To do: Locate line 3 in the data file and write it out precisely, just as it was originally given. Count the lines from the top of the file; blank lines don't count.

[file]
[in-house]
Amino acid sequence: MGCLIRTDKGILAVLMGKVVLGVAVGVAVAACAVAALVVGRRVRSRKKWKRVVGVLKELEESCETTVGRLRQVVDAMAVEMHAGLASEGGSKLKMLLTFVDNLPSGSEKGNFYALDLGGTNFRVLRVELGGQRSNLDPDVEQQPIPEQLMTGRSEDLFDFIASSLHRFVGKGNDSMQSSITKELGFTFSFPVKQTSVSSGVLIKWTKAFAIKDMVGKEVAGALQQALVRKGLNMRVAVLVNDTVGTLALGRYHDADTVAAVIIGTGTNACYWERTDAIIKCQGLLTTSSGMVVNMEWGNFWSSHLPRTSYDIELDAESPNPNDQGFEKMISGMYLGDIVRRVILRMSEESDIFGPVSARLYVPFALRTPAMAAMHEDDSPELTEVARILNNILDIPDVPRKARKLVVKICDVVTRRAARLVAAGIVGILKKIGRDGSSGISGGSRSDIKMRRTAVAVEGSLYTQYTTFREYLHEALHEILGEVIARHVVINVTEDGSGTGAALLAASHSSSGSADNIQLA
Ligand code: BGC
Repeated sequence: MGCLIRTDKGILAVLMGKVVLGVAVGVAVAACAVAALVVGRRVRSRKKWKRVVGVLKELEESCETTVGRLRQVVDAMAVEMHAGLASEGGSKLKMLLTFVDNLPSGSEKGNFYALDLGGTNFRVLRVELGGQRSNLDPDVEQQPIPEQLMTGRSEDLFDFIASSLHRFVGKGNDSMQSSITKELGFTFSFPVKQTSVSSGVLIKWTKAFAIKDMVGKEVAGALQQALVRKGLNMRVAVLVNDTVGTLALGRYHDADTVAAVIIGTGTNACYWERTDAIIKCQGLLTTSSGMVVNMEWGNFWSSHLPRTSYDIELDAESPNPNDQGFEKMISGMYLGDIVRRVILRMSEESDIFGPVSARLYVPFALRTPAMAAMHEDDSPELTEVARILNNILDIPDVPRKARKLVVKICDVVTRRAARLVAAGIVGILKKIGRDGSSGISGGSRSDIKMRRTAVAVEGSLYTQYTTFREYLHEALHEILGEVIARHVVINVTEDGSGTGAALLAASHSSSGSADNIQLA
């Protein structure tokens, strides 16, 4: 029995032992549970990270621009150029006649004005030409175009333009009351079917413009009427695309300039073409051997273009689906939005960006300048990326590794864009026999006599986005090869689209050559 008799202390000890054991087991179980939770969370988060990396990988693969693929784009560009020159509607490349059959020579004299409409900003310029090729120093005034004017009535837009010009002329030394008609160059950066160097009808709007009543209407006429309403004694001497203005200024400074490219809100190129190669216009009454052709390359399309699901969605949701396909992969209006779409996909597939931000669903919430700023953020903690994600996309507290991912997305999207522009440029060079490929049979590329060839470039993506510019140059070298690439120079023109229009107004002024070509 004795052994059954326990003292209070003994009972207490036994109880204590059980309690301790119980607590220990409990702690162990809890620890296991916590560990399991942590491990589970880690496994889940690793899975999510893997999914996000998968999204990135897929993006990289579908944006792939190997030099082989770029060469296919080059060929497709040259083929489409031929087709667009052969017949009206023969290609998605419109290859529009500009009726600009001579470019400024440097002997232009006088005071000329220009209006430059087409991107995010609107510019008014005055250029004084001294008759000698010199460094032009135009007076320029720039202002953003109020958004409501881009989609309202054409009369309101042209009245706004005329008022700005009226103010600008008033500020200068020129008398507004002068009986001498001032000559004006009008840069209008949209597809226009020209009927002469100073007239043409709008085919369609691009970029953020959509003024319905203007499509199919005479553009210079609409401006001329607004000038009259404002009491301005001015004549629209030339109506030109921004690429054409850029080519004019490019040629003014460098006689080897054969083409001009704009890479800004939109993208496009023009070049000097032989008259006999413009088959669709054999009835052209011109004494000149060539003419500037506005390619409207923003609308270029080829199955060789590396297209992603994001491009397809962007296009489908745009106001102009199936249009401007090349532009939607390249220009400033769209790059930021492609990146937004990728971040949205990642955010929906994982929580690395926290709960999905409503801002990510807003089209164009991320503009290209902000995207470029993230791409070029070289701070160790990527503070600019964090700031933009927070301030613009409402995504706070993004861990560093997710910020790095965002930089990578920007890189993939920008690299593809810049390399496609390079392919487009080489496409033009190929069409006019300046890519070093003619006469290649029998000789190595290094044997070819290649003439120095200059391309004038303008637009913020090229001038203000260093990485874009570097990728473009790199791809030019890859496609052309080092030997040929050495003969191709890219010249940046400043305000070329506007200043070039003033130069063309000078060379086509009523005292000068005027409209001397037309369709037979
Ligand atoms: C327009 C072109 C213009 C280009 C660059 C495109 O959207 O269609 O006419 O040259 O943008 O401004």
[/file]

Ligand code: BGC